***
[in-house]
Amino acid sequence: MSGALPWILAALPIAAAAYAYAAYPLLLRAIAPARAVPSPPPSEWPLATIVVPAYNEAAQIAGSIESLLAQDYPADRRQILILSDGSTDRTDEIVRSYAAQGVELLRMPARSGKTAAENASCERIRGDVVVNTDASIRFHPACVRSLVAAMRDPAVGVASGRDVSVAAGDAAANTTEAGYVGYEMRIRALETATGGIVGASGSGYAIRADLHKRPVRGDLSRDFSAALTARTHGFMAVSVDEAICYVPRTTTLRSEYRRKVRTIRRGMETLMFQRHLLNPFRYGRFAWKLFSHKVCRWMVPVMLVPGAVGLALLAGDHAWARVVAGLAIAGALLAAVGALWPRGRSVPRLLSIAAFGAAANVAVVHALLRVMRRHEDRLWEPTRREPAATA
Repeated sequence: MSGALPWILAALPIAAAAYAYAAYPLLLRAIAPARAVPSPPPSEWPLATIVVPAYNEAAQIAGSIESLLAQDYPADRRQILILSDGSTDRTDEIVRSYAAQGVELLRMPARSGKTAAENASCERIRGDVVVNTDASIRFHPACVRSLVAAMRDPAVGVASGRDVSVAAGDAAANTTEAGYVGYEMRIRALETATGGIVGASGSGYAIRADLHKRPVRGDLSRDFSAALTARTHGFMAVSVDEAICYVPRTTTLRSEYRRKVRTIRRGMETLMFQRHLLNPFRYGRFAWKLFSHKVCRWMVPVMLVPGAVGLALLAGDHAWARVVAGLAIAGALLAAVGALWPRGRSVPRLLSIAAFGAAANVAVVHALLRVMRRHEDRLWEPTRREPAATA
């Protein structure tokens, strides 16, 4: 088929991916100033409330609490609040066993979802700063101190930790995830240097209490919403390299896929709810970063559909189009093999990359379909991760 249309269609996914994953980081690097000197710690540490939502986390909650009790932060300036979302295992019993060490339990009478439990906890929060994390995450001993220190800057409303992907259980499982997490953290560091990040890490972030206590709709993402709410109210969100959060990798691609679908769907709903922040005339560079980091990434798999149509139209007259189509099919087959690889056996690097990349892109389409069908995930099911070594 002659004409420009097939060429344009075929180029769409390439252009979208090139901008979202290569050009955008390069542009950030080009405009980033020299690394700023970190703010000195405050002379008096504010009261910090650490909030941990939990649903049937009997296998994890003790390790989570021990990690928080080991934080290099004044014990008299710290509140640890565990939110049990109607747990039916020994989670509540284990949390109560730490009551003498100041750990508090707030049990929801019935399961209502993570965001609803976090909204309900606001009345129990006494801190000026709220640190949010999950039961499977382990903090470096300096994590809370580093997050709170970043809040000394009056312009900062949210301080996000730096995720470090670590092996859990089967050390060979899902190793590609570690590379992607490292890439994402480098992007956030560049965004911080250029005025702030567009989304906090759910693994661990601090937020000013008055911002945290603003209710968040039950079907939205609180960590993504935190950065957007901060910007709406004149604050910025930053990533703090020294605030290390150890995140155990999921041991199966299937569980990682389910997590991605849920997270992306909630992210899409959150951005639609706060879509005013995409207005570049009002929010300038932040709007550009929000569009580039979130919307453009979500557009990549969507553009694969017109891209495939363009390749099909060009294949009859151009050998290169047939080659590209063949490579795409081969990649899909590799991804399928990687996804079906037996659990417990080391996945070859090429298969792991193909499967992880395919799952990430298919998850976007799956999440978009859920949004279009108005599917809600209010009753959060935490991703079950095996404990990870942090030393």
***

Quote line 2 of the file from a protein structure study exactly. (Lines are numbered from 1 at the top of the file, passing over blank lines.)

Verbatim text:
Amino acid sequence: MSGALPWILAALPIAAAAYAYAAYPLLLRAIAPARAVPSPPPSEWPLATIVVPAYNEAAQIAGSIESLLAQDYPADRRQILILSDGSTDRTDEIVRSYAAQGVELLRMPARSGKTAAENASCERIRGDVVVNTDASIRFHPACVRSLVAAMRDPAVGVASGRDVSVAAGDAAANTTEAGYVGYEMRIRALETATGGIVGASGSGYAIRADLHKRPVRGDLSRDFSAALTARTHGFMAVSVDEAICYVPRTTTLRSEYRRKVRTIRRGMETLMFQRHLLNPFRYGRFAWKLFSHKVCRWMVPVMLVPGAVGLALLAGDHAWARVVAGLAIAGALLAAVGALWPRGRSVPRLLSIAAFGAAANVAVVHALLRVMRRHEDRLWEPTRREPAATA